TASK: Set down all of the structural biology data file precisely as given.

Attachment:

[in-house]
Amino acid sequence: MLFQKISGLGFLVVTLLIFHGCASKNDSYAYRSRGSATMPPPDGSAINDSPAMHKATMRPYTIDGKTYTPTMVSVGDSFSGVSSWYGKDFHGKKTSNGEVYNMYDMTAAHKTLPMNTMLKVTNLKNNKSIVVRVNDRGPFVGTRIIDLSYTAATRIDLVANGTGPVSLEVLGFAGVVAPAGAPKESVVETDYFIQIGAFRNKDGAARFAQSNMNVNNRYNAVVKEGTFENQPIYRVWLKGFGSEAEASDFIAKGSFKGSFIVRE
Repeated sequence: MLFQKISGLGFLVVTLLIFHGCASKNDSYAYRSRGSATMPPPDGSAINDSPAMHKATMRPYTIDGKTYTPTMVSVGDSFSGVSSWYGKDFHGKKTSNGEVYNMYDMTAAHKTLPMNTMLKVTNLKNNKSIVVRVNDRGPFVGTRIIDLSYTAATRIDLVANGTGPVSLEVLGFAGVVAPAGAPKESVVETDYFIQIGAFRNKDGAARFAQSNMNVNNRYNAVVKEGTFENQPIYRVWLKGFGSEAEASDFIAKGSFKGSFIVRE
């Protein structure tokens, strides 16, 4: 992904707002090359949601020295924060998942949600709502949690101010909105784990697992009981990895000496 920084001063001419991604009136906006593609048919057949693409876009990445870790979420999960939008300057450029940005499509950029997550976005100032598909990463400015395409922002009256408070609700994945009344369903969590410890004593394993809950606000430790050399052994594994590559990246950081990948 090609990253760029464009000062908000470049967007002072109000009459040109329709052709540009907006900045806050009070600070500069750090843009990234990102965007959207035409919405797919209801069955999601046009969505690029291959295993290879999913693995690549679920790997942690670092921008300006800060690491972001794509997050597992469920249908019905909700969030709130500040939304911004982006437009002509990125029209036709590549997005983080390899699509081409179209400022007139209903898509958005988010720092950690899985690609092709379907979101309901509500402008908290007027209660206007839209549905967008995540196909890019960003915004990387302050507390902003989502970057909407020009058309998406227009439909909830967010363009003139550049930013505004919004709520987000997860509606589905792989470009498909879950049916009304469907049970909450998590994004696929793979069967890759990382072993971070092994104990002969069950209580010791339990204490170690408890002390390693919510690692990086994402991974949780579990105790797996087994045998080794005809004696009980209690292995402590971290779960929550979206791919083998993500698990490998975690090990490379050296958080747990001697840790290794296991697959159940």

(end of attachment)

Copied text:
[in-house]
Amino acid sequence: MLFQKISGLGFLVVTLLIFHGCASKNDSYAYRSRGSATMPPPDGSAINDSPAMHKATMRPYTIDGKTYTPTMVSVGDSFSGVSSWYGKDFHGKKTSNGEVYNMYDMTAAHKTLPMNTMLKVTNLKNNKSIVVRVNDRGPFVGTRIIDLSYTAATRIDLVANGTGPVSLEVLGFAGVVAPAGAPKESVVETDYFIQIGAFRNKDGAARFAQSNMNVNNRYNAVVKEGTFENQPIYRVWLKGFGSEAEASDFIAKGSFKGSFIVRE
Repeated sequence: MLFQKISGLGFLVVTLLIFHGCASKNDSYAYRSRGSATMPPPDGSAINDSPAMHKATMRPYTIDGKTYTPTMVSVGDSFSGVSSWYGKDFHGKKTSNGEVYNMYDMTAAHKTLPMNTMLKVTNLKNNKSIVVRVNDRGPFVGTRIIDLSYTAATRIDLVANGTGPVSLEVLGFAGVVAPAGAPKESVVETDYFIQIGAFRNKDGAARFAQSNMNVNNRYNAVVKEGTFENQPIYRVWLKGFGSEAEASDFIAKGSFKGSFIVRE
């Protein structure tokens, strides 16, 4: 992904707002090359949601020295924060998942949600709502949690101010909105784990697992009981990895000496 920084001063001419991604009136906006593609048919057949693409876009990445870790979420999960939008300057450029940005499509950029997550976005100032598909990463400015395409922002009256408070609700994945009344369903969590410890004593394993809950606000430790050399052994594994590559990246950081990948 090609990253760029464009000062908000470049967007002072109000009459040109329709052709540009907006900045806050009070600070500069750090843009990234990102965007959207035409919405797919209801069955999601046009969505690029291959295993290879999913693995690549679920790997942690670092921008300006800060690491972001794509997050597992469920249908019905909700969030709130500040939304911004982006437009002509990125029209036709590549997005983080390899699509081409179209400022007139209903898509958005988010720092950690899985690609092709379907979101309901509500402008908290007027209660206007839209549905967008995540196909890019960003915004990387302050507390902003989502970057909407020009058309998406227009439909909830967010363009003139550049930013505004919004709520987000997860509606589905792989470009498909879950049916009304469907049970909450998590994004696929793979069967890759990382072993971070092994104990002969069950209580010791339990204490170690408890002390390693919510690692990086994402991974949780579990105790797996087994045998080794005809004696009980209690292995402590971290779960929550979206791919083998993500698990490998975690090990490379050296958080747990001697840790290794296991697959159940």